Orgasm control: Our next steps

Today is day 22 since my last orgasm, which at the time triggered a three-week “sentence” of denial. This morning, we had a long conversation about keeping me in a state of ‘want’ without relying solely on denial–which is the most reliable way to keep me wanting an orgasm, but, among other concerns, can take the day-to-day control away from Jalan. Neither of us wants a situation in which she doesn’t stick to her word.

The thrust (ha!) is that orgasm control of any kind isn’t much fun for either of us unless I am aware of it as continuously as possible. And that usually is going to mean wanting to come. So we both want me to feel any deprivation or other loss of control.

Jalan told me today what we’re going to do this week and see how well it meets her goals as an ongoing plan.

In the morning, before she goes to work, she’ll write on my cock, with a Sharpie or some such. (Presumably this means I’ll start showering early, too, instead of waiting until she’s headed out.) Sometime during the day, she’ll communicate to me whether she wants the writing pristine, smudged (for example, by edging myself), or washed away by cum when she gets home. Since I’m always naked when she comes home from work, as part of our new rituals, that will also be time for inspection.

So I’ll be thinking about her control of my orgasms at least three times per day, and likely quite a few more between her leaving and her sending me the directions. And I have no assurance at all that I’ll get to come this week, until and unless I get the last of those messages.

This meets a lot of the same needs for me as “declared” denial: I know she’s actively controlling my orgasms every day, without the feeling (that neither of us likes) that there’s some default status where I get lucky if she wants me to, but it’s not necessarily on either of our minds any given day. On her side, it keeps the control right where she wants it–in her hands at all times–and keeps me keenly aware of that control and that I am at her mercy.

Then there was teasing.

 
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Posted by on September 21, 2014 in Chastity and denial, D/s

 

Health updatery, with big things ahead

I’m complaining on Twitter about having a post-air-travel cold, so that made me think to post an update here.

The Chronic Fatigue Syndrome is, overall, pretty well managed. ‘m getting in regular light physical activity. I’m eating fairly well. I’m calibrating how much I can work, and I’m developing a more healthy (for lack of a better word) toward work.

It seems I can target around 15-20ish hours per week of work/business stuff without much risk of relapse. But part of avoiding that relapse is stopping work for the morning or the day, or even the week, when I can feel that I’m pushing myself to get through something. I take my naps when I need to. I stop and watch TV or read a book when that’s what I feel like. Per Jalan, I take a lunch break, and I spend an hour or two most weekday mornings in a coffee shop. There are certain kinds of work I’m permitted in the coffee shop, but otherwise it’s a gradual entry to the day and taking some time for self-care. This also helps keep me from going stir-crazy now that she’s working long hours. I’m prone to cabin fever.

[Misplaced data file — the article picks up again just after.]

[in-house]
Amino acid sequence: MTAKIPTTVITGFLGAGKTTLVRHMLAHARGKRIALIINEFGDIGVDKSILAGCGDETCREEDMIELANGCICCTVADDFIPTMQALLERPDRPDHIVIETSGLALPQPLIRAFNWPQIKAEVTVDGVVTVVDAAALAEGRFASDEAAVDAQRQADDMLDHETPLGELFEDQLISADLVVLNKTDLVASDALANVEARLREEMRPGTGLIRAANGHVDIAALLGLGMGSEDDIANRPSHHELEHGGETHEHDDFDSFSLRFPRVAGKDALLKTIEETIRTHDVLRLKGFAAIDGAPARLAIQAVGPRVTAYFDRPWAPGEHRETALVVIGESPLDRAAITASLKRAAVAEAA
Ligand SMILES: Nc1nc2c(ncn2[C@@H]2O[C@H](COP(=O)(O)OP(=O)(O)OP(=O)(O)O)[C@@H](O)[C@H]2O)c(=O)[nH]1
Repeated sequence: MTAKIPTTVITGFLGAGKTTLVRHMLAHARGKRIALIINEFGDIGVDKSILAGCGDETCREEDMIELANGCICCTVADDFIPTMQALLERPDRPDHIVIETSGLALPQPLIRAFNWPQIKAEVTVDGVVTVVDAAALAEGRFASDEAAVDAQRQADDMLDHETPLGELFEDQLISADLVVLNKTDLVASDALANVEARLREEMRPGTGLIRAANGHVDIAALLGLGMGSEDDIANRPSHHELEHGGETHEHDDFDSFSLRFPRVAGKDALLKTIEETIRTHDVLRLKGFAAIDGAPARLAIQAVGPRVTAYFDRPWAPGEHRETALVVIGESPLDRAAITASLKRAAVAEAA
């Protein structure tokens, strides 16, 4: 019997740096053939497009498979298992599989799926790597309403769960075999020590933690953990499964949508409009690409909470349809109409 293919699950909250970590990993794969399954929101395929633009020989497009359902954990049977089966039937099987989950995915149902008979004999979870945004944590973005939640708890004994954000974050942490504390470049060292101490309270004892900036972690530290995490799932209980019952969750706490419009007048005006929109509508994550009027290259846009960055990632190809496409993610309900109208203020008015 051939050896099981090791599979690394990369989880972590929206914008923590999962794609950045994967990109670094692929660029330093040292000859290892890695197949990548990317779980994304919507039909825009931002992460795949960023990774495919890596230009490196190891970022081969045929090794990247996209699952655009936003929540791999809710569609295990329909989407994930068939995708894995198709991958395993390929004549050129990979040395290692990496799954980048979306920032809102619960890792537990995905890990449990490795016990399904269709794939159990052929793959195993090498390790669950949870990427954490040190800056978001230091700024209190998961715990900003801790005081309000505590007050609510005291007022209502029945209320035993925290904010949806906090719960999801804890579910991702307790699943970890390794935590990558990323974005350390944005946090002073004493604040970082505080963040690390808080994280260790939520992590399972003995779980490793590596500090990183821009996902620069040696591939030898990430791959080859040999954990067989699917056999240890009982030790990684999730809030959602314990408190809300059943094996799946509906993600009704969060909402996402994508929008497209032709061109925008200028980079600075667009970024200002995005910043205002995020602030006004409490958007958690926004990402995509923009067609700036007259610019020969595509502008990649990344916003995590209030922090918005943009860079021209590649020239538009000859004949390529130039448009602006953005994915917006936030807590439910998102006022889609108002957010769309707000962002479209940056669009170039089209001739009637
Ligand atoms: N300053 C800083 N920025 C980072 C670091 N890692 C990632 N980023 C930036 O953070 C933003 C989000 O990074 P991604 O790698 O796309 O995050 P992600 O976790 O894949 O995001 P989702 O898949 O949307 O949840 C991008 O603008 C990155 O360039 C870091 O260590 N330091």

15-20 hours doesn’t sound like a lot to me. It does help me realize that if I had any other career than the one I do, I’d be filing for Social Security disability. There’s no doubt or equivocation about that. There is no full-time occupation I could do. But I also, as I’ve talked about recently, have the good fortune to have the skills to bring in a decent income in those 15-20 hours (some weeks more like 10, some more like 25). It does mean I’m shedding any “donated” time. I can’t afford the opportunity cost to work on a project that may someday might we hope lead to funding. And that’s a good thing to realize. I’ve been behind on my commitments since the relapse at the beginning of August. I’m slowly catching up, but I’m being very careful about making new ones.

But on the upside, I took a work trip this week. I flew across the country to give a presentation at a conference. It’s the first time I’ve traveled for work since getting sick, and I used to go around the globe. It’s only my second air travel since CFS, and the other was for the Mayo Clinic. It wasn’t the best presentation I’ve given, but it wasn’t the worst, and I attended some other talks while I had the endurance. Now I’ve got a cold and I’ve napped around eight hours today, but totally worth it. For the rebound in self-concept, if nothing else.

All that said: One of the possibilities for my fatigue syndrome isn’t “classic” CFS, whatever that would be, but a disorder in mitochondrial metabolism. The test for this is usually a muscle biopsy, which is typically taken from the bicep. I haven’t done it yet because I was on anti-platelet meds through this July after the arterial stent last year. No responsible doctor would take the risk of doing that biopsy unless it addressed something acutely life-threatening. But I’ve scheduled an appointment with my internist for this week to talk about setting up the consult at the Muscular Dystrophy Association clinic at the local hospital to see how we’d go about it. So we might learn something new.

Part of the timing of this, even though the CFS is “managed,” is because I’ve also realized I need to think about scheduling heart surgery to correct a congenital defect. The defect was found in the Summer of Diagnostics last year. It’s not causing any problems yet, but will eventually if un-addressed. So I might as well get it done while I’m in as good shape as I am, and I’m forecasting to Jalan’s next significant vacation availability to help me recuperate.

And, of course, no biopsy again if I were to do the heart surgery first.

My mood about all of this is good. There’s probably not much that could be done about a mitochondrial disorder, but it could affect the management strategies to have a more precise diagnosis. That, and I’d (finally!) know which specialists to be working with.

There’s a lot ahead of me, but there’s also a lot behind me, and I’m in good spirits. Except for the damned cold, but that’s the least of things. It feels weird in some ways to be upbeat about heart surgery, but I’ll take “upbeat” over “depressed” any day of the week.

 
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Posted by on September 14, 2014 in Health